Education and Training
White Paper on Higher Education. Recommended expansion of student
Parents’ Charter. Gives parents the right to information
about the school and its performance (updated in 1994).
Employment Department began to pilot Training Credits
or Youth Credits.
Polytechnics of the 1960s granted university status.
Further and Higher Education Act. Removed FE and 6th Form Colleges
from local authority control and established FEFC. Imposes duty
on every FEFC to provide full- and part-time education for young
people up to the age of 19.
Further and Higher Education (Scotland) Act. See E&W
Education Act (now consolidated in 1996 Act). Biggest ever
piece of education legislation, which led to expansion of grant-maintained
Parents’ rights in special needs assessments extended.
General National Vocational Qualifications (GNVQs) introduced
Adult training programmes Employment Training and Employment Action
replaced by Training for Work.
Learning for Work introduced as a fixed-term programme
lasting one year providing opportunities for those who had been
out of work for 6 months or more to pursue vocational studies to
help them back into work, particularly those who would not otherwise
be able to undertake vocational studies, perhaps because they are
unable to obtain funding for course fees or living expenses. Participants
had fees and some allowances paid. (Now ceased).
Code of Practice on the Identification and Assessment of Special
Educational Needs came into force, formulating a Transition
Plan (at 14+ annual review) for young people with disabilities and
special educational needs who have a statement of their special
Modern Apprenticeships piloted.
Accelerated Modern Apprenticeships announced.
Specially designed for young people aged 18 or 19 at entry, and
to run for 18 months rather than the normal 2½-3 years.
FEFC stopped allocating funds according to whether a particular
course was full-time or part-time. The funding level is now determined
by the nature of the qualification sought.
DTI White Paper on Competitiveness. Proposed changes that could
lead to a clearer division between academic and vocational tracks
from age 14.
Minimum YT allowance set at less than Income Support for
16/17 year-olds living away from home.
Youth Credits introduced in all areas of England and most
of Wales and Scotland, name YT dropped.
Modern Apprenticeships introduced as quality training
on a work-based route with a fast track to NVQ Level 3, also with
the intention that apprentices would have employee status.
Dearing Report Review and Qualifications for 16-19 Year-olds
recommended the introduction of National Traineeships as a high
quality, work-based option for school leavers and employers, building
on the design features of Modern Apprenticeships but focused on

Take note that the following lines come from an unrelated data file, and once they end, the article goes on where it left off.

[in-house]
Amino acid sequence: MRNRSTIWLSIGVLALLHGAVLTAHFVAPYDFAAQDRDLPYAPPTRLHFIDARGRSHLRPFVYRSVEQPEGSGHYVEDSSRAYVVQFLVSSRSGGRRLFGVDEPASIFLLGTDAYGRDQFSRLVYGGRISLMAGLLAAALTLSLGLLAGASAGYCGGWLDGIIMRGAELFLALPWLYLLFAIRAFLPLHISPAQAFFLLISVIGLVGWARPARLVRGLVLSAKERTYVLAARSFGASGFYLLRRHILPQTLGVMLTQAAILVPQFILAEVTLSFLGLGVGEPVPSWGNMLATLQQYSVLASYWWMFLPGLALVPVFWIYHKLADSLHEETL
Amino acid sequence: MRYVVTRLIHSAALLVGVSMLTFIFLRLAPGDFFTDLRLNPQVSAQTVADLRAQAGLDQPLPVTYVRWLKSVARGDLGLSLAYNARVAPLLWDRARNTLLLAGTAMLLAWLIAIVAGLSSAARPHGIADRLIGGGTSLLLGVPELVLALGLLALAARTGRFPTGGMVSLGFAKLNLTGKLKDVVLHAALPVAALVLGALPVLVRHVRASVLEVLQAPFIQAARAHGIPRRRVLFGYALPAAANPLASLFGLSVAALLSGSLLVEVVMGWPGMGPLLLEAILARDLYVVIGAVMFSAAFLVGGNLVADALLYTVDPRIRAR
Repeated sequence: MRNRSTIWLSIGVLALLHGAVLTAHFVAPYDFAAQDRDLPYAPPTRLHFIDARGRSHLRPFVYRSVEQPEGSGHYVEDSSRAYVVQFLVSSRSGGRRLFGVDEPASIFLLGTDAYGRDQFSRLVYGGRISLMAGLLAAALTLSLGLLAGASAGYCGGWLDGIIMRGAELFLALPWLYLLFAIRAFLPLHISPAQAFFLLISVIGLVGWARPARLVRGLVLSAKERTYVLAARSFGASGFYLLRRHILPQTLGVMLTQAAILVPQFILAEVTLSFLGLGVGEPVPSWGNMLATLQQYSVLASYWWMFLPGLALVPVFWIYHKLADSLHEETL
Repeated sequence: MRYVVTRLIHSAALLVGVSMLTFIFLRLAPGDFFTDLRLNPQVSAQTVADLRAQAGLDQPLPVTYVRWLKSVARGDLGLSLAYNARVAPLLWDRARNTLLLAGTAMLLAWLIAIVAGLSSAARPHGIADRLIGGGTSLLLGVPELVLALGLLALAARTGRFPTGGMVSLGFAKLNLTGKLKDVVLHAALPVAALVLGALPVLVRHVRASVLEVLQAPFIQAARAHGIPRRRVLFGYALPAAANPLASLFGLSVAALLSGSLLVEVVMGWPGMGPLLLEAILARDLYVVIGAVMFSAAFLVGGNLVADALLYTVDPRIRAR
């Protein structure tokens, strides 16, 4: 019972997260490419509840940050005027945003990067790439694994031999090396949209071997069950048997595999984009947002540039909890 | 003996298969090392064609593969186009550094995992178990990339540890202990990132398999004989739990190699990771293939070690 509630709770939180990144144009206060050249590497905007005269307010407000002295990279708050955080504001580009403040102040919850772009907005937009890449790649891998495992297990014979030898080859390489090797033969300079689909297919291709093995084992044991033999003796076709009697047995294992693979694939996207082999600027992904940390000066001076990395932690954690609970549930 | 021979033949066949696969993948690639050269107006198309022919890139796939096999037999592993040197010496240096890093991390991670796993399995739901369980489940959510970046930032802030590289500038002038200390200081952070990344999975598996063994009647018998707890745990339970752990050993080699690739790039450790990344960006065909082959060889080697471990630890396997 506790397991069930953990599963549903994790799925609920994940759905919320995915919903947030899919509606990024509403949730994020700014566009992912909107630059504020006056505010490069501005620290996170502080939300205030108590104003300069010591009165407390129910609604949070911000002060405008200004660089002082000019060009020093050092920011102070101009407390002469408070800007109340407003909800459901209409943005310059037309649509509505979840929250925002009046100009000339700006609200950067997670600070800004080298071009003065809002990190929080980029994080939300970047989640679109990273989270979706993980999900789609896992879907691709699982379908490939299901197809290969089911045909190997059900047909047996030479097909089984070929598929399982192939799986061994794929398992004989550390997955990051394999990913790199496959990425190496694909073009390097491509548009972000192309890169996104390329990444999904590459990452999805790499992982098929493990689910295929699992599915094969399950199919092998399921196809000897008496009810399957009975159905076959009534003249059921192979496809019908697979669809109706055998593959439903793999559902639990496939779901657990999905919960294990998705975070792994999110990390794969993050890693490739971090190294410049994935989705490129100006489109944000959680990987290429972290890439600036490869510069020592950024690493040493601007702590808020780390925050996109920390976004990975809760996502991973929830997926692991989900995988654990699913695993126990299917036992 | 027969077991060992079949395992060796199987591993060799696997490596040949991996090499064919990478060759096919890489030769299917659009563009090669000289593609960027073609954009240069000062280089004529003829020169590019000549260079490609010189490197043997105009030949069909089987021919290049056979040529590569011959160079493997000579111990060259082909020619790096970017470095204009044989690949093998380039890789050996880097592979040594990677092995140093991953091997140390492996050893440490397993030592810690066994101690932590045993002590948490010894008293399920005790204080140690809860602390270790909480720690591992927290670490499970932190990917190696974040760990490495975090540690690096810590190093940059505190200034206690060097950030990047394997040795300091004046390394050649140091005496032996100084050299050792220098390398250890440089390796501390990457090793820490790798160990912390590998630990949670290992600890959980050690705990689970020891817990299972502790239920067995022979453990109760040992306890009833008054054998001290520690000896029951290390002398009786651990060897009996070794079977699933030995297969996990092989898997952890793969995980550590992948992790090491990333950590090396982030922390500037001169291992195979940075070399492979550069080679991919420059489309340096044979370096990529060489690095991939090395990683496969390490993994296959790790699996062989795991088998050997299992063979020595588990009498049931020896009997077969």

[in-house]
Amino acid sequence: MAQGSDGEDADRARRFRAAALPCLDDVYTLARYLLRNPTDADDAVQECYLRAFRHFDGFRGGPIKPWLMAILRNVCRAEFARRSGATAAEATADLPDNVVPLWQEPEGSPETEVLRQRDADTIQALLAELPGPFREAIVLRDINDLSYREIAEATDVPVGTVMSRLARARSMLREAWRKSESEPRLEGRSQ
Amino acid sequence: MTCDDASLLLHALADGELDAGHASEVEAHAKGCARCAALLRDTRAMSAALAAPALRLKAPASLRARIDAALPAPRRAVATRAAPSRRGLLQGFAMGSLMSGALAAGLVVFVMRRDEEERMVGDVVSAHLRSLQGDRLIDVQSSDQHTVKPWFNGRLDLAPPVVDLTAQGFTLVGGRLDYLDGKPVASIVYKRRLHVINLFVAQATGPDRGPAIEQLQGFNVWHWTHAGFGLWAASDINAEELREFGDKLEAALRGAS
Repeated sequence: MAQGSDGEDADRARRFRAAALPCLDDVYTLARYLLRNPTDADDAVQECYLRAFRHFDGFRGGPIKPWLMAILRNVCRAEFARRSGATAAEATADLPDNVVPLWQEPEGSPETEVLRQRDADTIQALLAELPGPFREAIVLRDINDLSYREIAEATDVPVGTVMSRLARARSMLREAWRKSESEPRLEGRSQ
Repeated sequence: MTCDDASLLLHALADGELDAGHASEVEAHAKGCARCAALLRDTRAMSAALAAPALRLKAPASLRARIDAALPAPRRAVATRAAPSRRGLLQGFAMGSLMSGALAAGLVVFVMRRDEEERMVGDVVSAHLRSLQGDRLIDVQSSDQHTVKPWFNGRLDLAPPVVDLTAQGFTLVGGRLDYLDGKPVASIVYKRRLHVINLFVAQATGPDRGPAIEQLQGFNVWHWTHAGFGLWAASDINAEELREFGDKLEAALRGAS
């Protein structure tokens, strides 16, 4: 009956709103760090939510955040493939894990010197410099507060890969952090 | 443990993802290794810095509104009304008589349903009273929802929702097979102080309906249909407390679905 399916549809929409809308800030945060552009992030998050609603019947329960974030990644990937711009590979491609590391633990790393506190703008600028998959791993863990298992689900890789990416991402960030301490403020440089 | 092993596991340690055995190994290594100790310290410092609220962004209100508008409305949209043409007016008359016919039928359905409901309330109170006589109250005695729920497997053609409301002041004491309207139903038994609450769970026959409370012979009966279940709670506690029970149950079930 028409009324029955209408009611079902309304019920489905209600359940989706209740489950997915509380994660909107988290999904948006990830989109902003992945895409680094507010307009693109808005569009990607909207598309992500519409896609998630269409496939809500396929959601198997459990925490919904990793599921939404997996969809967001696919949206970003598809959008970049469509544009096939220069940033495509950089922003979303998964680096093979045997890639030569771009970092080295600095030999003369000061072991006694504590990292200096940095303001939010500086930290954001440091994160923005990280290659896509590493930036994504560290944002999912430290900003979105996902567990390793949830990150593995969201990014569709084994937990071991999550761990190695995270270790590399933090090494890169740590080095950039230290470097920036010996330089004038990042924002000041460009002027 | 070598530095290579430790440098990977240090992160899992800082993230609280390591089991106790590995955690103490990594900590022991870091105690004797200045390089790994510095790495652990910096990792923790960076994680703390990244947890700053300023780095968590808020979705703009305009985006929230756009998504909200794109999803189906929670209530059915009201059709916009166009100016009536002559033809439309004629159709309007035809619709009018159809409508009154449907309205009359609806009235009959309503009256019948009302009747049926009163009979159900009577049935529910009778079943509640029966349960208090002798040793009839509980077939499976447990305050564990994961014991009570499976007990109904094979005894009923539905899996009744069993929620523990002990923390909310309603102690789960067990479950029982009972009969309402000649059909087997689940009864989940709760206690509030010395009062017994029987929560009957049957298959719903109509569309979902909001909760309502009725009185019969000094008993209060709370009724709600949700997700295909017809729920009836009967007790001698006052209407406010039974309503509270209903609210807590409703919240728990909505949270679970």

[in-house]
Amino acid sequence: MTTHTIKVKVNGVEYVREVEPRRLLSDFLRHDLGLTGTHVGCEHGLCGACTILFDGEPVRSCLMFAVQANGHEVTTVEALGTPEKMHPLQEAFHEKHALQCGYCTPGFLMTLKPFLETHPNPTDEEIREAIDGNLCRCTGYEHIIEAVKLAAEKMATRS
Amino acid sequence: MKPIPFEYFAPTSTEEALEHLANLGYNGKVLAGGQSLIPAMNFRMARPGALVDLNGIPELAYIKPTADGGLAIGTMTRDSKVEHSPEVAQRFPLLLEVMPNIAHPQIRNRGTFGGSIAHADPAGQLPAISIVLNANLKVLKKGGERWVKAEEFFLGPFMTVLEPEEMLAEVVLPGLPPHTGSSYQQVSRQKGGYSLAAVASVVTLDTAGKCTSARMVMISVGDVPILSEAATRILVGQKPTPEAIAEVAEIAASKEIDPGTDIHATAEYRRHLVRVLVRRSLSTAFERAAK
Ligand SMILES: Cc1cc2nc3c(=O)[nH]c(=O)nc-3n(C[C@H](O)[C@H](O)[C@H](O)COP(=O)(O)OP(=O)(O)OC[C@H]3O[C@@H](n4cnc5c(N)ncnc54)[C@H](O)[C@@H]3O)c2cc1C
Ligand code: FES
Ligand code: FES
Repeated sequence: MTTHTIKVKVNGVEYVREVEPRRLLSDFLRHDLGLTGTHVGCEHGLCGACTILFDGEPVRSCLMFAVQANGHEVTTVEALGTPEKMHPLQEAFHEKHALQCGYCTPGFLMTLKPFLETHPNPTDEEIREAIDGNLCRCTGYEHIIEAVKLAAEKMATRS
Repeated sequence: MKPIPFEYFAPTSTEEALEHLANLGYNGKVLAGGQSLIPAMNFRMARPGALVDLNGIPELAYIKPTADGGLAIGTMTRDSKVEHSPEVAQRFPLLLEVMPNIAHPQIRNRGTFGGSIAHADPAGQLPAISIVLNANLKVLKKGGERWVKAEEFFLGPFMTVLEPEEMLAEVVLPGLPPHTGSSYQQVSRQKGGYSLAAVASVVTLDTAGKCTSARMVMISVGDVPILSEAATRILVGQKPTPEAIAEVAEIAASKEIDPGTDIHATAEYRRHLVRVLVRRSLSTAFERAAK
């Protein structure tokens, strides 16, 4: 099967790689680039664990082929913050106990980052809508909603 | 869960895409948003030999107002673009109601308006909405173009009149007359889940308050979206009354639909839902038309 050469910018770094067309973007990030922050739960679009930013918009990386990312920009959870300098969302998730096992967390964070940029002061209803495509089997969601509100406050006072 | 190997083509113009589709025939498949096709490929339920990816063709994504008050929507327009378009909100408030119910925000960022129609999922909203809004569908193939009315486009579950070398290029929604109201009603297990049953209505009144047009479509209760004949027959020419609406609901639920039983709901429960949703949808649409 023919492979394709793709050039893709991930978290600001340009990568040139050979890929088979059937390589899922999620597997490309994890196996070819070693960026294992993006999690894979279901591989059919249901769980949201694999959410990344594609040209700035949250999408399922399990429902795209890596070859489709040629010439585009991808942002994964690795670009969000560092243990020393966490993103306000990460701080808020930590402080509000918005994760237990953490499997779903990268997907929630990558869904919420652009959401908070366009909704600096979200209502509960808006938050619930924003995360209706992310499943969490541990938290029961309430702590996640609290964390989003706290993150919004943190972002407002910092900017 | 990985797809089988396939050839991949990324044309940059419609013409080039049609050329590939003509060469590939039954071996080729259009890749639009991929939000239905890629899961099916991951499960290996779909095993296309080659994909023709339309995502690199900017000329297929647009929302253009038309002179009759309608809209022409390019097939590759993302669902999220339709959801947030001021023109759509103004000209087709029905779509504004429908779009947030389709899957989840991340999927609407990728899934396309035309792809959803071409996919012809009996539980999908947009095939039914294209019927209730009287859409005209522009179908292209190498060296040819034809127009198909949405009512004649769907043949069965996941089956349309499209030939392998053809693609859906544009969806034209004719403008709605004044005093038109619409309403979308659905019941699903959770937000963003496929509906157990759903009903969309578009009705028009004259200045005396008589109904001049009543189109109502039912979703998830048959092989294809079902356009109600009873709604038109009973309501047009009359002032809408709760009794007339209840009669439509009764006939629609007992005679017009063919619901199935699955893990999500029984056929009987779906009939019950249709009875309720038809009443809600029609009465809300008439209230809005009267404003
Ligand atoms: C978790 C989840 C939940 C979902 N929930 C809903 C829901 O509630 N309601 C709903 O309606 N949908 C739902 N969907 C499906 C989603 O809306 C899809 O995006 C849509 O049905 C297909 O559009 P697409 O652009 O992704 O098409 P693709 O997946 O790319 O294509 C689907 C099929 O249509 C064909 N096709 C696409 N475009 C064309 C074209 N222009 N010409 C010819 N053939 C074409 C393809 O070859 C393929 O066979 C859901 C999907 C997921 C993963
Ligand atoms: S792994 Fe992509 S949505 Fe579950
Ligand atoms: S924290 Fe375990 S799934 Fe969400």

achieving NVQ Level 2. White Paper Learning to Compete set out a
new Learning Credits entitlement for young people to enter
education and training to NVQ Level 3 up to the age of 21, but no
corresponding entitlement to financial support was proposed.
Education Act. Consolidated all Education Acts concerning
schools since 1944. Under the legislation for a National Curriculum
children are entitled to an education which is broad and balanced
and which should prepare them for FE and training or the job market.
Defines compulsory school starting age of 5 years, as amended by
the Education Act 1997 (not yet in force). Restates principle that
pupils are to be educated in accordance with the wishes of their
parents, and provides for parental choice of school. §509 sets out
the duties of LEAs as regards home to school/college transport provision
for post-16s. §47 requires LEAs to make arrangements for the provision
of suitable education at schools or otherwise for children of compulsory
school age who might not receive a suitable education for reasons
such as illness or exclusion.
Jobseekers Act. The number of hours for which a student
could study without losing their entitlement to JSA benefit was
reduced from 21 ‘supervised’ hours to 16 ‘guided learning’ hours.
The hours regulation was now limited to staff-supervised learning,
and excluded time spent in private study, provided students remained
available for, and sought, work). Young people on Bridging Allowance
can apply for a Secretary of State’s Direction enabling them to
be considered for JSA if they can show that they would otherwise
suffer severe hardship.
Report by the Commission on Public Policy and British Business (CPBB)
published. Promoting Prosperity: a Business Agenda for Britain argued
for a flexible, skilled labour force and identified poor education
and training as responsible for unemployment.